Chapter 14: If Wishes Were Horses: The Lojban Connective System
10. Multiple compound bridi
Giheks can be combined with “bo” in the same way as eks:
✥10.1 mi nelci la djan. gi'e nelci la martas. gi'abo nelci la meris. I like John and (like Martha or like Mary).
is equivalent in meaning to ✥8.1 and ✥8.2. Likewise, “ke … ke'e” grouping can be used after giheks:
✥10.2 mi dzukla le zarci gi'e dzukla le zdani gi'a ke dzukla le ckule gi'e dzukla le briju [ke'e] I walk-to the market and walk-to the house, or walk-to the school and walk-to the office.
is the gihek version of ✥8.9. The same rule about using “ke … ke'e” bracketing only just after a connective applies to bridi-tails as to sumti, so the first two bridi-tails in ✥10.2 cannot be explicitly grouped; implicit left-grouping suffices to associate them.
Each of the pairs of bridi-tails joined by multiple giheks can have its own set of tail-terms:
✥10.3 mi dejni lo rupnu la djan. .inaja mi dunda le cukta la djan. .ijabo mi lebna le cukta la djan. [If] I owe some currency-units to John, then I give the book to John or I take the book from John.
is equivalent in meaning to:
✥10.4 mi dejni lo rupnu nagi'a dunda gi'abo lebna vau le cukta vau la djan. [If] I owe some currency-units then (give or take) a book to/from John.
The literal English translation in ✥10.4 is almost unintelligible, but the Lojban is perfectly grammatical. “mi” fills the x1 place of all three selbri; “lo rupnu” is the x2 of “dejni”, whereas “le cukta” is a tail-term shared between “dunda” and “lebna”; “la djan.” is a tail-term shared by “dejni” and by “dunda gi'abo lebna”. In this case, greater clarity is probably achieved by moving “la djan.” to the beginning of the sentence, as in ✥9.5:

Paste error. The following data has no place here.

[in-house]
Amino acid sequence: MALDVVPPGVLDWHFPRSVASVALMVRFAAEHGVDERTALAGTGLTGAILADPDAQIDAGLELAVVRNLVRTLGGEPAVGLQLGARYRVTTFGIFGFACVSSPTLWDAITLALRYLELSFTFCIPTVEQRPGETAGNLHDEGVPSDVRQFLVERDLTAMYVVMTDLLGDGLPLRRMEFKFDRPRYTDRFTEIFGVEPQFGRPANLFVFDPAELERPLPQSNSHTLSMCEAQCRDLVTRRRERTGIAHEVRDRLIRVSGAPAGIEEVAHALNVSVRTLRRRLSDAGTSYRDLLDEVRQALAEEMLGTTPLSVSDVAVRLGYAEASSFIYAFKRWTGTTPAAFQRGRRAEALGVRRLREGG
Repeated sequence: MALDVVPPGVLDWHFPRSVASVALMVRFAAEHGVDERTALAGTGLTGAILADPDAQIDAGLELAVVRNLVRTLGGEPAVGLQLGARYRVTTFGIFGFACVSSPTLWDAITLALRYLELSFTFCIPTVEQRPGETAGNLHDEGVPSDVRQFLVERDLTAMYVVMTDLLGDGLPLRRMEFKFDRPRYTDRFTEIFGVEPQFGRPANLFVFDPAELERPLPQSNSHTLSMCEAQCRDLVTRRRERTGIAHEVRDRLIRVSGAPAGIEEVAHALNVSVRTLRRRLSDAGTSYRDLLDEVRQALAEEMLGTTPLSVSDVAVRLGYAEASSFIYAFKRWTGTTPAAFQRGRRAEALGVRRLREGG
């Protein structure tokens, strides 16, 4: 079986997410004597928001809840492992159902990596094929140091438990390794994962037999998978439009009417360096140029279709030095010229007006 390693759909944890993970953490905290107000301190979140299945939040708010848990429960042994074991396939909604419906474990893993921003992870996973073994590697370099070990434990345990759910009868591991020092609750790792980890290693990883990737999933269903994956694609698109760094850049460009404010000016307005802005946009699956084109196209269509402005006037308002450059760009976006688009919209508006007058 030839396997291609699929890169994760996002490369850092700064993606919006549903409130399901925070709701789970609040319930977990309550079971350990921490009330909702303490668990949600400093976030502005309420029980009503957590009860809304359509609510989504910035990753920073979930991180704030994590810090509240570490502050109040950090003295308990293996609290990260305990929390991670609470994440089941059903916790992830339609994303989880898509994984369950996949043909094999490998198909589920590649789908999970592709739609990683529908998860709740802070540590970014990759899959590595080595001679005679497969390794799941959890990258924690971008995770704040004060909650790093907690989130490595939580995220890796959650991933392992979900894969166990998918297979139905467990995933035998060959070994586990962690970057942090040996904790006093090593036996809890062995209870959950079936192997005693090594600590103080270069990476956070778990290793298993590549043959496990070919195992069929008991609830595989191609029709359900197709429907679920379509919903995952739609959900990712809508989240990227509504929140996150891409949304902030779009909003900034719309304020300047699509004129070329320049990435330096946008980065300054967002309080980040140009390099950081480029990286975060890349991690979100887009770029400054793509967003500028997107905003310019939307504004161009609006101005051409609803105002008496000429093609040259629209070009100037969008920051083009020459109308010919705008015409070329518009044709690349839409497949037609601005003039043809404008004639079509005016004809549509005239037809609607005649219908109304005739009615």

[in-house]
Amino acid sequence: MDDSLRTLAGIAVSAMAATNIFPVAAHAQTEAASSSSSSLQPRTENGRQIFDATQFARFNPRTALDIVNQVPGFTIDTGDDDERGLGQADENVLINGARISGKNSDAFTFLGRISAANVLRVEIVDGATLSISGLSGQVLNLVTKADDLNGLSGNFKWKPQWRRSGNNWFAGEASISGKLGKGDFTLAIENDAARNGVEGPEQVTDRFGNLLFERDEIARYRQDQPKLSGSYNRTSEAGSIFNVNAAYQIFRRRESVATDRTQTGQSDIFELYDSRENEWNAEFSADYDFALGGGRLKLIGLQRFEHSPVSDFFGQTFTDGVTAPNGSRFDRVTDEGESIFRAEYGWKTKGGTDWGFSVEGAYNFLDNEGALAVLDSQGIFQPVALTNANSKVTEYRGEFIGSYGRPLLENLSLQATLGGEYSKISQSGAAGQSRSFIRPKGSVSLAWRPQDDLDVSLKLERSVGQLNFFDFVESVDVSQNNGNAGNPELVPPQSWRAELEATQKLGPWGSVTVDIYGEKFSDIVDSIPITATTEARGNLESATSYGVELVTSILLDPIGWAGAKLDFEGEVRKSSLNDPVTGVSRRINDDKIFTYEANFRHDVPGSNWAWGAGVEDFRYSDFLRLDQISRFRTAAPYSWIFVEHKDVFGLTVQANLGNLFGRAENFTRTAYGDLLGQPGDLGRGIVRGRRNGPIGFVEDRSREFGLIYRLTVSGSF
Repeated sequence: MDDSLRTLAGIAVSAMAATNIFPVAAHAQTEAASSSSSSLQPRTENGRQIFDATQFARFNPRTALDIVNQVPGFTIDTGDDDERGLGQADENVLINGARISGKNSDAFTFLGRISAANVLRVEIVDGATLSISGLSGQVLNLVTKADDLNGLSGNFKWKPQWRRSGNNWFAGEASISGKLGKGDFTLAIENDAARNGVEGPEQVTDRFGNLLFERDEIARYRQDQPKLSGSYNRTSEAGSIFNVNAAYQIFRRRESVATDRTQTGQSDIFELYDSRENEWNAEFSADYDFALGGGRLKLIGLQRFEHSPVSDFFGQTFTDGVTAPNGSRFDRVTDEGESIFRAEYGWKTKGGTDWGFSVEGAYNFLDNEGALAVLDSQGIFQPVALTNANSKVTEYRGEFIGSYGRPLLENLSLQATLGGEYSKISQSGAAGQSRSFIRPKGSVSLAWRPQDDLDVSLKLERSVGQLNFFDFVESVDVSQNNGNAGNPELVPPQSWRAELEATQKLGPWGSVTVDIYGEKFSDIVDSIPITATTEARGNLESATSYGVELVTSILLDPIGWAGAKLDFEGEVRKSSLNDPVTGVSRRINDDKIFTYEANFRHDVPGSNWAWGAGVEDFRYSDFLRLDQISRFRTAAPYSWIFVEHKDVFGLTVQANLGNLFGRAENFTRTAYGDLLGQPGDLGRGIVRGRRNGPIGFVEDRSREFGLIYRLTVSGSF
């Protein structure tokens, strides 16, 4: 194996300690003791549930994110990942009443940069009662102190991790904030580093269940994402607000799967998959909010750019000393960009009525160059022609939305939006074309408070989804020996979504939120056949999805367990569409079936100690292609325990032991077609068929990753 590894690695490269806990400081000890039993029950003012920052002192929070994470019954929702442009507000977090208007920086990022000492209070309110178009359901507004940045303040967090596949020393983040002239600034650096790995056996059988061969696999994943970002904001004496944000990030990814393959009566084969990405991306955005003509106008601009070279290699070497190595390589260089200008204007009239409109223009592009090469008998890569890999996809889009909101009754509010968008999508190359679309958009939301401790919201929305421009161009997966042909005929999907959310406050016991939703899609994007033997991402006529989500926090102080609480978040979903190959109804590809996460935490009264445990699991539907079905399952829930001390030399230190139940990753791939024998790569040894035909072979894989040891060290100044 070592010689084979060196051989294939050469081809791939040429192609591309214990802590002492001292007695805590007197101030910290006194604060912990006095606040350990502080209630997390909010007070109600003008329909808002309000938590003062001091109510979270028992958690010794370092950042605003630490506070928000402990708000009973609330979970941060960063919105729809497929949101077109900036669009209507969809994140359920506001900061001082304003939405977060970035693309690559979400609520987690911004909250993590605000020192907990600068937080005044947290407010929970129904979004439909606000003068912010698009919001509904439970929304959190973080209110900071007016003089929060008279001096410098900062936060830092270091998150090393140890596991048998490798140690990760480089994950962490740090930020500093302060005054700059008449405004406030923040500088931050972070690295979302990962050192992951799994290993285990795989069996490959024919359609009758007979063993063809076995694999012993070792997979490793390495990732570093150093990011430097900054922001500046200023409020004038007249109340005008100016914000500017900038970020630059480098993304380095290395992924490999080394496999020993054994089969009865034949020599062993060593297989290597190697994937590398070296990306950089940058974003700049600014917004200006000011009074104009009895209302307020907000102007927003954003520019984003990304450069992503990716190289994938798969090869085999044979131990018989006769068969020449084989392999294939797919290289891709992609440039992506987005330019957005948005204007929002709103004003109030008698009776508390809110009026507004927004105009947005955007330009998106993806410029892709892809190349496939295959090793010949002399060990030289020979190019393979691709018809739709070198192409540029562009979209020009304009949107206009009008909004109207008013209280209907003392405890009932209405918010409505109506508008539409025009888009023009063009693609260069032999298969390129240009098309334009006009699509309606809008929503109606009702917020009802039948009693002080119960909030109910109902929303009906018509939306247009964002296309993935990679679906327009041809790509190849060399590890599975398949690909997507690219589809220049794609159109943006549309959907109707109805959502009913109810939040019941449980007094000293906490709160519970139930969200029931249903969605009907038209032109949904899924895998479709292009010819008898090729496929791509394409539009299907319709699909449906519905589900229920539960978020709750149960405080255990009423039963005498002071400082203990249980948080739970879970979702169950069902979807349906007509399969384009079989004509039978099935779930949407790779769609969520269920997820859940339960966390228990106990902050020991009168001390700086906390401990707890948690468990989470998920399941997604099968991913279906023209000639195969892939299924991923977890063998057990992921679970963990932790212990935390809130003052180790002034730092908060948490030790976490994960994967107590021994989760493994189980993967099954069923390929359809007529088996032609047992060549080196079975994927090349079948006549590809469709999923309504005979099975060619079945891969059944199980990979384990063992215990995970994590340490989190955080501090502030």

✥10.5 fi la djan. fa mi dejni lo rupnu nagi'a dunda gi'abo lebna vau le cukta To/from John, [if] I owe some currency-units then [I] give or take the book.
Finally, what about forethought logical connection of bridi-tails? There is no direct mechanism for the purpose. Instead, Lojban grammar allows a pair of forethought-connected sentences to function as a single bridi-tail, and of course the sentences need not have terms before their selbri. For example:
10.5.5) mi ge klama le zarci gi nelci la djan. I both go to the market and like John.
is equivalent in meaning to ✥9.2.
Of course, either of the connected sentences may contain giheks:
✥10.6 mi ge klama le zarci gi'e dzukla le zdani gi nelci la djan. I both (go to the market and walk to the house) and like John.
The entire gek-connected sentence pair may be negated as a whole by prefixing “na”:
✥10.7 mi na ge klama le zarci gi dzukla le zdani [False!] I both go to the market and walk to the house.
Since a pair of sentences joined by geks is the equivalent of a bridi-tail, it may be followed by tail terms. The forethought equivalent of ✥9.6 is:
✥10.8 mi ge dunda le cukta gi lebna lo rupnu vau do I both (give the book) and (take some currency-units) to/from you.
Here is a pair of gek-connected observatives, a forethought equivalent of ✥9.9:
✥10.9 ge klama le zarci gi dzukla le briju Both a goer to-the market and a walker to-the office.
Finally, here is an example of gek-connected sentences with both shared and unshared terms before their selbri:
✥10.10 mi gonai le zarci cu klama gi le bisli cu dansu I either-but-not-both to-the office go or on-the ice dance. I either go to the office or dance on the ice (but not both).